Dooley’s Week, Songfest, Homecoming, Graduation – from freshman to senior year, Emory students are constantly making memories and wondering how to possibly remember every single moment. Faced with a similar question after their 2012 summer vacations abroad, College juniors Stephanie Chan and Michael Simon and Business School sophomore Denver Rayburn developed a creative and effective way to easily make a memory: PosterFuse. This Emory-based startup is a website which allows customers to arrange their Instagram, Facebook or any other digital media pictures into a collage. The customer can then use this as a Facebook cover photo or order a printed version from PosterFuse.

Emory students also share a love for wasting time on amusing social media websites. Consequently, when College junior Dominique “Sketch” Barfield began posting witty responses to the peculiar actions of his peers onto the internet, they quickly gained popularity. Brotips, which Barfield created in March 2011, has since attracted over 500,000 Facebook likes, over 300,000 Tumblr fans, and over 700,000 Twitter followers. Started on the multimedia blogging website Tumblr, Brotips offers daily pieces of advice condensed into a short, quirky quip, such as #305: “If you can’t win an argument, correct their grammar instead,” or #413: “Never make eye contact while eating a banana.”

These two Emory startups recently launched a collaboration allowing customers to use pictures of Brotips on PosterFuse collages in addition to digital media pictures. Both PosterFuse and Brotips are very excited about the collaboration, Barfield said.

Additionally, Chan, Simon and Rayburn said they are looking forward to increasing PosterFuse’s presence through access to Brotips’ large fanbase. The strength of the brand name is enormous, Simon said, adding that when Brotips posts on Twitter and Facebook about PosterFuse, there are huge spikes in the number of visitors to the PosterFuse website.

Barfield said he is glad at the chance to help another startup, hoping he can guide them around the financial mistakes he made when he first started his company.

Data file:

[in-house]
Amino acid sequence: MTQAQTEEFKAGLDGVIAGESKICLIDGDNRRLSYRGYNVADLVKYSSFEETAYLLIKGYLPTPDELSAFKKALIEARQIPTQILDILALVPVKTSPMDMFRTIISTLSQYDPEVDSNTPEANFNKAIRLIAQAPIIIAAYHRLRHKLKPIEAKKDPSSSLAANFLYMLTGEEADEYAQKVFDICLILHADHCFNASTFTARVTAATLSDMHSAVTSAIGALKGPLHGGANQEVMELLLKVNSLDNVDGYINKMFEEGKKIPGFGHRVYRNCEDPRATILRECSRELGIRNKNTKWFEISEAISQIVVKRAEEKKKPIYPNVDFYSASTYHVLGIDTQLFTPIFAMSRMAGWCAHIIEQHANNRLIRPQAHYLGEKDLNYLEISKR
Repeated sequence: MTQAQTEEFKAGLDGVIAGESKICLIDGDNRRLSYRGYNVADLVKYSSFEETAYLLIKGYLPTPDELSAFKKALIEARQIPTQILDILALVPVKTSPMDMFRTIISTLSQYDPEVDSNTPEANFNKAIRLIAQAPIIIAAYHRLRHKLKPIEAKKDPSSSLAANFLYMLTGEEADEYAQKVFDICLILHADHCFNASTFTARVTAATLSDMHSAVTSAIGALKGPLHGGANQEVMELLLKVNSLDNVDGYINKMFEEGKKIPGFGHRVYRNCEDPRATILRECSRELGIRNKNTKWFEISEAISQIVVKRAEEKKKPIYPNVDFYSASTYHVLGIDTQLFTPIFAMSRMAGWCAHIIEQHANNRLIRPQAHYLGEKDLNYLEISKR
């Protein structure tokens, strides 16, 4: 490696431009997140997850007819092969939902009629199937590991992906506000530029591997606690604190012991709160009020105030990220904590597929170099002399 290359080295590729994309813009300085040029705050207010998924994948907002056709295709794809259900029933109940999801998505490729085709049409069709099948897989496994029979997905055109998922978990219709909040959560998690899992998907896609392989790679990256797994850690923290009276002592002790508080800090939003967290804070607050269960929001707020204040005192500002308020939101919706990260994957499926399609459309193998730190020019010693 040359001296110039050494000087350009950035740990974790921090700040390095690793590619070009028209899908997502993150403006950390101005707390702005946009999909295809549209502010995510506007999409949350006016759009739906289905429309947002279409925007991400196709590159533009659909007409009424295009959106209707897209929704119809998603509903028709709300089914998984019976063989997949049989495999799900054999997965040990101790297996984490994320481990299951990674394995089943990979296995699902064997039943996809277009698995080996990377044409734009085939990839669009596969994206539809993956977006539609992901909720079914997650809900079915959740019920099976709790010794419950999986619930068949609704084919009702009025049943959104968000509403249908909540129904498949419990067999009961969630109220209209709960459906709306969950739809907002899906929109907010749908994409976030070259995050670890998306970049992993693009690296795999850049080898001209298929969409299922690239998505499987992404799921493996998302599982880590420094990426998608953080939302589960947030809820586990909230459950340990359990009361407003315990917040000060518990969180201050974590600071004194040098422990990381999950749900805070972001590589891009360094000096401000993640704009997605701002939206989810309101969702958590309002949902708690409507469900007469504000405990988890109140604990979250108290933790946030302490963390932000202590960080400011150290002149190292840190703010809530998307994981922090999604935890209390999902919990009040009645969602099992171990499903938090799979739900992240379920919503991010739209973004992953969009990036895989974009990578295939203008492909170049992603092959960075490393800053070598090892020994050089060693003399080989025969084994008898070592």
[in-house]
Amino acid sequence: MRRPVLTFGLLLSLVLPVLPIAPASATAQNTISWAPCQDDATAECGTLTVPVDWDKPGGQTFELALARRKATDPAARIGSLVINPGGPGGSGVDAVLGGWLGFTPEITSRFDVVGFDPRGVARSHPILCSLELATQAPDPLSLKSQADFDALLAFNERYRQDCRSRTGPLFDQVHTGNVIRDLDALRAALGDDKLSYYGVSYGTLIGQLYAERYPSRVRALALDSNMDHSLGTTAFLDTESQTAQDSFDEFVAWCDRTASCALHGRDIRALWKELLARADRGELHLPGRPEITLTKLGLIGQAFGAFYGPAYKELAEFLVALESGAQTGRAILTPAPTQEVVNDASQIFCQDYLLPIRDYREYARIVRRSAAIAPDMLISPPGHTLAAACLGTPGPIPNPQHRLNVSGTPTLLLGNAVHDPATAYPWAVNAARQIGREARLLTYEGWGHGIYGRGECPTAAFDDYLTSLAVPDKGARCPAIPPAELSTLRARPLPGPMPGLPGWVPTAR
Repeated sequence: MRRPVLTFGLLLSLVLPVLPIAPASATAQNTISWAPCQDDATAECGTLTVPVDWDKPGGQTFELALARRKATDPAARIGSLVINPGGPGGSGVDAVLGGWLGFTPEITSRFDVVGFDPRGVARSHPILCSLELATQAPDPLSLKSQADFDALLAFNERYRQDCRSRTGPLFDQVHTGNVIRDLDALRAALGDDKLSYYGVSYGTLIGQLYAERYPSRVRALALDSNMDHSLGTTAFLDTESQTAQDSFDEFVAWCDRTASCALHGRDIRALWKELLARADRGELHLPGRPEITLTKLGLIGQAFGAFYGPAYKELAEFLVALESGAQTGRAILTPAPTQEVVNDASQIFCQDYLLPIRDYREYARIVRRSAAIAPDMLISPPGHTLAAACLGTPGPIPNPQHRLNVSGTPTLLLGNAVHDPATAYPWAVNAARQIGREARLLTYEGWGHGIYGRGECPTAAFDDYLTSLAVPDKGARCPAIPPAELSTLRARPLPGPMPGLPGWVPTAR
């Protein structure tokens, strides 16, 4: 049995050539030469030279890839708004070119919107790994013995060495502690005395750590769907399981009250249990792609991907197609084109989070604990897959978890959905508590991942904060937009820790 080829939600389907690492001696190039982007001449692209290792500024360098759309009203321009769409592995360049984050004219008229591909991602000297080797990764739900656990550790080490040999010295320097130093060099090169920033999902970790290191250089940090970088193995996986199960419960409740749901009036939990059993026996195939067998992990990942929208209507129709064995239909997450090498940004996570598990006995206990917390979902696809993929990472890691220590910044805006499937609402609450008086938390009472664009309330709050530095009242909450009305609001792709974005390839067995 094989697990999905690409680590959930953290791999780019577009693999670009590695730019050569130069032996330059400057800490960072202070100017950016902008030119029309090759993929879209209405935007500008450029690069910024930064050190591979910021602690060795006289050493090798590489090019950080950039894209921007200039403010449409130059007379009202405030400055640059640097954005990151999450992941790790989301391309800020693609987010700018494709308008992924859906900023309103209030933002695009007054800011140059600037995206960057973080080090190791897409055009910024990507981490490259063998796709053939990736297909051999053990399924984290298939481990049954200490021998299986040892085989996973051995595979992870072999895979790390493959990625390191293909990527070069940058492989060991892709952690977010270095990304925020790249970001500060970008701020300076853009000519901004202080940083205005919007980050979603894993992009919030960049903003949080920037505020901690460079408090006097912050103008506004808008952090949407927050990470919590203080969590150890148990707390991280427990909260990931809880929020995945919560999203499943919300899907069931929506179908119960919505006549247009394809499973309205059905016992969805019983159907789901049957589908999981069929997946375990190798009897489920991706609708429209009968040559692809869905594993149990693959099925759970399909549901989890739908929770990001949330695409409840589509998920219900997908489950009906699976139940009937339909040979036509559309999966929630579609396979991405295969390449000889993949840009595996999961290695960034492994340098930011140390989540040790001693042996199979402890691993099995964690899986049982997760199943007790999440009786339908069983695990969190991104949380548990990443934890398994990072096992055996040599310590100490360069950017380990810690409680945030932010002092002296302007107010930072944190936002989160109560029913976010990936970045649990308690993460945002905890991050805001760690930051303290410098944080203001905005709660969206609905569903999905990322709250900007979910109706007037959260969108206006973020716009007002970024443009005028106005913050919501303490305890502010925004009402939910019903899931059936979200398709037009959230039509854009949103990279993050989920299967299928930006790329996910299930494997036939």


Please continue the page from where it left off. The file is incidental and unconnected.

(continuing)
While customers have frequently requested printed Brotips posters, Barfield said he previously chose to prioritize other business opportunities.

The collaboration will not only allow Barfield to meet the demands of his followers, but also connect Brotip’s online media to offline goods, Rayburn added.

The companies believe the collaboration has greater significance for the Emory community. While Emory students may feel that there isn’t a vibrant entrepreneurial spirit on campus, Chan said that there is a tight-knit and growing startup community.

“There is a small community doing it,” Simon explained. “We are really passionate and willing to help each other with the next step because we all want to see Emory be the launching pad for the next big company.”

Everyone benefits, Simon continued, because members of the startup community are willing and ready to help each other out.

In the future, the founders of both Brotips and PosterFuse are considering further collaboration with other organizations. Specifically, PosterFuse wants to reach out to music festivals and other events in order to attract customers who post about such events on Facebook or Instagram.

Barfield said he hopes his story will show other students that they are capable of starting their own successful businesses.

As a word of advice for students, Chan said that starting a successful business requires taking chances.

“Take the risk,” Chan said. “If we never put our foot forward and tried it out, we probably wouldn’t have been here.”

– Contact Tanvi Lal 

James Crissman/Co-Editor (Top); Courtesy of Dominique Barfield (Bottom)